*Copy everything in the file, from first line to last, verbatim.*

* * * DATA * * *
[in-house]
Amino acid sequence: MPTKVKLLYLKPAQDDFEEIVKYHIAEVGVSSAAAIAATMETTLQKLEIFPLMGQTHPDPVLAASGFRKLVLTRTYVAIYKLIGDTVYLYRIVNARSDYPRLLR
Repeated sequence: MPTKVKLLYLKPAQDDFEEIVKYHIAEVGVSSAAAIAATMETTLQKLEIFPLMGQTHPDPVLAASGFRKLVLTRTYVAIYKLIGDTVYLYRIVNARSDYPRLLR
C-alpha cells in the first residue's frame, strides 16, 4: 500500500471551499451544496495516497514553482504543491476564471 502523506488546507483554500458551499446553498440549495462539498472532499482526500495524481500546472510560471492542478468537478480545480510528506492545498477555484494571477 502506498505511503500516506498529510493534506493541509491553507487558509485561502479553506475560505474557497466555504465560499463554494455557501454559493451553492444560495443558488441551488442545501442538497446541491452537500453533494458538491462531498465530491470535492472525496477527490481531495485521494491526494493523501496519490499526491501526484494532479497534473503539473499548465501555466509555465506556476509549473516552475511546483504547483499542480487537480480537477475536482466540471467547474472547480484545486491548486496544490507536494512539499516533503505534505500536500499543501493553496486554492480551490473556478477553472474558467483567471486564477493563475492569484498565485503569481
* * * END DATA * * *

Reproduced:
[in-house]
Amino acid sequence: MPTKVKLLYLKPAQDDFEEIVKYHIAEVGVSSAAAIAATMETTLQKLEIFPLMGQTHPDPVLAASGFRKLVLTRTYVAIYKLIGDTVYLYRIVNARSDYPRLLR
Repeated sequence: MPTKVKLLYLKPAQDDFEEIVKYHIAEVGVSSAAAIAATMETTLQKLEIFPLMGQTHPDPVLAASGFRKLVLTRTYVAIYKLIGDTVYLYRIVNARSDYPRLLR
C-alpha cells in the first residue's frame, strides 16, 4: 500500500471551499451544496495516497514553482504543491476564471 502523506488546507483554500458551499446553498440549495462539498472532499482526500495524481500546472510560471492542478468537478480545480510528506492545498477555484494571477 502506498505511503500516506498529510493534506493541509491553507487558509485561502479553506475560505474557497466555504465560499463554494455557501454559493451553492444560495443558488441551488442545501442538497446541491452537500453533494458538491462531498465530491470535492472525496477527490481531495485521494491526494493523501496519490499526491501526484494532479497534473503539473499548465501555466509555465506556476509549473516552475511546483504547483499542480487537480480537477475536482466540471467547474472547480484545486491548486496544490507536494512539499516533503505534505500536500499543501493553496486554492480551490473556478477553472474558467483567471486564477493563475492569484498565485503569481